Monday, March 13, 2017

NASA shows the first real photos of the new system with the Trappist-1

Since two weeks ago an international group of scientists announced the discovery of a solar system with seven planets like Earth, we had seen only artistic recreations and even promotional posters of imaginary tourist trips to those new worlds. Now NASA shows us a real and moving images of the star of this system, Trappist-1, thanks to its Kepler space telescope.

The animation shows the amount of light detected by each pixel in a small section of the camera aboard the Kepler space telescope, according to NASA. As its sun is 40 light years, those subtle flashes that capture the space telescope left the star towards us more or less when Real Madrid signed Juanito and Jimmy Carter moved to the White House. Or as NASA engineer Bobak Ferdowsi, of whom he put the Curiosity robot on Mars, said on Twitter, "It's weird to think of where one was when the light began its journey (it was not alive)."

The Trappist-1 light, a faint, cold star of the so- called red dwarfs , is the lightest point in the center of the image. For Kepler , however, the seven Earth-sized planets orbiting around it were not directly visible. What Kepler captures are the small oscillations in the brightness of the star when their planets intersect with the telescope's vision, causing oscillations in their intensity.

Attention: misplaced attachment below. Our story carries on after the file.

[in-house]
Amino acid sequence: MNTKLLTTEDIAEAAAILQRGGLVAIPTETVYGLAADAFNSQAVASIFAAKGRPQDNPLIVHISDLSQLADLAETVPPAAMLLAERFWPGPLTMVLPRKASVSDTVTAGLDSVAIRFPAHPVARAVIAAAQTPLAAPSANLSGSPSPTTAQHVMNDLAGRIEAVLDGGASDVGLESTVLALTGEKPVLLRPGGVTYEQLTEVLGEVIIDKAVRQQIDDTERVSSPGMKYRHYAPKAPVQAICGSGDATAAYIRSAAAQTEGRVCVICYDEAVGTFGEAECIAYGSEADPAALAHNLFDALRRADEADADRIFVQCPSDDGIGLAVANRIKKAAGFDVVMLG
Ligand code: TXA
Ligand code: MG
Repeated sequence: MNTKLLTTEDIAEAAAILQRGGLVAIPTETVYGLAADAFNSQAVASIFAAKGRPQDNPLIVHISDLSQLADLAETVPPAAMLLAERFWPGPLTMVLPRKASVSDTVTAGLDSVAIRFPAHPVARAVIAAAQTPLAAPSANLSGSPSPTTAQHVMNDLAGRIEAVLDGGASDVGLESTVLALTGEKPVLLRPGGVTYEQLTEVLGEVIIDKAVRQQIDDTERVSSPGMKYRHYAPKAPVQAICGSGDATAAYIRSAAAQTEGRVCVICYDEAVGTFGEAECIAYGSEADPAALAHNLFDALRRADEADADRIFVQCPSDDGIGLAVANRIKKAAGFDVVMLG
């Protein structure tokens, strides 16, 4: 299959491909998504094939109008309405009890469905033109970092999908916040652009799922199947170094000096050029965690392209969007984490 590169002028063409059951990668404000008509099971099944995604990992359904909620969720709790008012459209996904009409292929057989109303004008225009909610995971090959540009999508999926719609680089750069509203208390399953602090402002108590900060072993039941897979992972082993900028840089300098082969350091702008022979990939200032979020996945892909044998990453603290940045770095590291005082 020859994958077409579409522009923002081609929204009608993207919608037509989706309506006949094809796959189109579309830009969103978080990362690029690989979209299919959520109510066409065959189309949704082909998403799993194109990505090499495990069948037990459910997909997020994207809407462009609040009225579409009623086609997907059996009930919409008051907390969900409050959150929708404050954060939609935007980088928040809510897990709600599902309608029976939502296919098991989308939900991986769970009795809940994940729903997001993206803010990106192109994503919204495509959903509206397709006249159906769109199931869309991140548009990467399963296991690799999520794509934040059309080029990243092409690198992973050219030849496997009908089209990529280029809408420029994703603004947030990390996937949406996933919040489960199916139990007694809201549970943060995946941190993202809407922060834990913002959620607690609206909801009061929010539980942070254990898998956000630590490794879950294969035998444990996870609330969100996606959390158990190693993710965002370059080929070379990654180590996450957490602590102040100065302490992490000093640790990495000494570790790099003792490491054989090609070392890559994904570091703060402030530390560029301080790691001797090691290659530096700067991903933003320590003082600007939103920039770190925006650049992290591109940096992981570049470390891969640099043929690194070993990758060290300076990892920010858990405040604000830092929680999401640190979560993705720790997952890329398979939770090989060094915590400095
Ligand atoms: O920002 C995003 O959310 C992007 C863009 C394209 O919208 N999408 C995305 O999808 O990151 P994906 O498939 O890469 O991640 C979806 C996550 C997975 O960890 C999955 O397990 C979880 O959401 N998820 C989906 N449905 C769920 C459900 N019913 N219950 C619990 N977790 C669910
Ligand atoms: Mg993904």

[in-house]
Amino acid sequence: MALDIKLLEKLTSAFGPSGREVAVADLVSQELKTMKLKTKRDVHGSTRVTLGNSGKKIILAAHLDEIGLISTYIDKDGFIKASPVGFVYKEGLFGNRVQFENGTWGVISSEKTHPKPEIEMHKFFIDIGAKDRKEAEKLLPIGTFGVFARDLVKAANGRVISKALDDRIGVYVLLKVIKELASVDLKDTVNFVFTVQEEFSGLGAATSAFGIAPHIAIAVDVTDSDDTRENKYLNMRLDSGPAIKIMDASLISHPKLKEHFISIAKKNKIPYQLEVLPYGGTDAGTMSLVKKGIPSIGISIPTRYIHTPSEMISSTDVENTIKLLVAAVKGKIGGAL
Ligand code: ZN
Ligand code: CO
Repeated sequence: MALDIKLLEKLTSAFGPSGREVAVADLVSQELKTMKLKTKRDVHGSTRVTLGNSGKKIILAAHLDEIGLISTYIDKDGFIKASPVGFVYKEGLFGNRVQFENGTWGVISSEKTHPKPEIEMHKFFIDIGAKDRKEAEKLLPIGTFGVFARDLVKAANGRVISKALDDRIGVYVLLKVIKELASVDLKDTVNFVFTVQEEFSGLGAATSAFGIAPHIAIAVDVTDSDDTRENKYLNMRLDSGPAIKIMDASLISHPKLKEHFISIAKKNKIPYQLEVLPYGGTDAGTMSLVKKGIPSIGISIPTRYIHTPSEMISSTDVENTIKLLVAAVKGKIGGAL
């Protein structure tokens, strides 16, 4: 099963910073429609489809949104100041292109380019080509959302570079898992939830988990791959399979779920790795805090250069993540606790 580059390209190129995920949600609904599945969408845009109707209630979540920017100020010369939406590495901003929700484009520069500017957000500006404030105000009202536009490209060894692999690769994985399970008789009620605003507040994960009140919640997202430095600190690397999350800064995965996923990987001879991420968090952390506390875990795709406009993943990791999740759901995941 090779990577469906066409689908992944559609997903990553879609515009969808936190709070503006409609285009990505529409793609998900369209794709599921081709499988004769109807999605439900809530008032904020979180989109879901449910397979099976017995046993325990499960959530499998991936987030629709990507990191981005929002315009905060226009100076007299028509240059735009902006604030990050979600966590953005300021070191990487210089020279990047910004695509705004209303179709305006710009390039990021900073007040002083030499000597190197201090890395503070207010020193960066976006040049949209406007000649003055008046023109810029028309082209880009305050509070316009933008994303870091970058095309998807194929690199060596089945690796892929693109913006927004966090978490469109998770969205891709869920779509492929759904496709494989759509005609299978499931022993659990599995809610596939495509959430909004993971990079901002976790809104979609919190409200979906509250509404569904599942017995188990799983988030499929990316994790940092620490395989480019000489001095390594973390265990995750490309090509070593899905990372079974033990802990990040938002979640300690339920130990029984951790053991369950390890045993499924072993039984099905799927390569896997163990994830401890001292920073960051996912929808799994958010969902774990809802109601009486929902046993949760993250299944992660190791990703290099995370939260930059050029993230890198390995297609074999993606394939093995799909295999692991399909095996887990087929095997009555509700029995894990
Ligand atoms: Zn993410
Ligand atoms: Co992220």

The planets in transit, when crossed between the star and the observer - Kepler in this case, block a small fraction of the starlight that produces tiny distortions in the brightness of its star. The telescopes capture these distortions to hunt planets of other solar systems, with the denominated method of transits, the most successful at the moment for the search of new worlds. Kepler himself suddenly revealed in 2011 more than 1,200 candidate exoplanets using this technique . As it is a much more compact solar system than ours, the Trappist-1 planets very often cross in front of their star, providing many readings to astronomers. As NASA explains,

Since the announcement of the possible existence of three planets in the Trappist-1 system (which would eventually be seven) has been announced in May 2016, the Kepler Space Telescope began to prepare to revise that corner of the sky thanks to the K2 mission. As shown by the tweet of the astronomer Ethan Kruse , thanks to this, these 79 days of observation of this system, so heavily populated by land, were achieved between December 15, 2016 and the first days of March this year. The most luminous images correspond to February 22, with which the video was made. NASA has also made the raw data available to amateur scientists and astronomers so they can work with them.

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